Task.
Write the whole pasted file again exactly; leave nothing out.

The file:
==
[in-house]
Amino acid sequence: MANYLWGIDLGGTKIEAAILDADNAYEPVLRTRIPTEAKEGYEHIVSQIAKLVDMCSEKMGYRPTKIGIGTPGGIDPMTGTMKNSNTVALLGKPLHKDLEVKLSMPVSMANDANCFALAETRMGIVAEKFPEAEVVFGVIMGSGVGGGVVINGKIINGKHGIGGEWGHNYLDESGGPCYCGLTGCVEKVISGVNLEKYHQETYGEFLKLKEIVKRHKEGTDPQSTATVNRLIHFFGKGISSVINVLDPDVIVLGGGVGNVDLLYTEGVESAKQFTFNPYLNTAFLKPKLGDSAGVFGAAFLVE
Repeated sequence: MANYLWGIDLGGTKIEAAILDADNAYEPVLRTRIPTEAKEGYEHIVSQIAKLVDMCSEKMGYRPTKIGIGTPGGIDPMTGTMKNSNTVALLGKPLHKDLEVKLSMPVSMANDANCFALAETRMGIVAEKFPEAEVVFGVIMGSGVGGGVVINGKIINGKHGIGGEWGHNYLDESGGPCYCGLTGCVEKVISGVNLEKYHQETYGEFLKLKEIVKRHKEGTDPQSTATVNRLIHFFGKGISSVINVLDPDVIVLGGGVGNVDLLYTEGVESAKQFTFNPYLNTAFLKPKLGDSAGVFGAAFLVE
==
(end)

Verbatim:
[in-house]
Amino acid sequence: MANYLWGIDLGGTKIEAAILDADNAYEPVLRTRIPTEAKEGYEHIVSQIAKLVDMCSEKMGYRPTKIGIGTPGGIDPMTGTMKNSNTVALLGKPLHKDLEVKLSMPVSMANDANCFALAETRMGIVAEKFPEAEVVFGVIMGSGVGGGVVINGKIINGKHGIGGEWGHNYLDESGGPCYCGLTGCVEKVISGVNLEKYHQETYGEFLKLKEIVKRHKEGTDPQSTATVNRLIHFFGKGISSVINVLDPDVIVLGGGVGNVDLLYTEGVESAKQFTFNPYLNTAFLKPKLGDSAGVFGAAFLVE
Repeated sequence: MANYLWGIDLGGTKIEAAILDADNAYEPVLRTRIPTEAKEGYEHIVSQIAKLVDMCSEKMGYRPTKIGIGTPGGIDPMTGTMKNSNTVALLGKPLHKDLEVKLSMPVSMANDANCFALAETRMGIVAEKFPEAEVVFGVIMGSGVGGGVVINGKIINGKHGIGGEWGHNYLDESGGPCYCGLTGCVEKVISGVNLEKYHQETYGEFLKLKEIVKRHKEGTDPQSTATVNRLIHFFGKGISSVINVLDPDVIVLGGGVGNVDLLYTEGVESAKQFTFNPYLNTAFLKPKLGDSAGVFGAAFLVE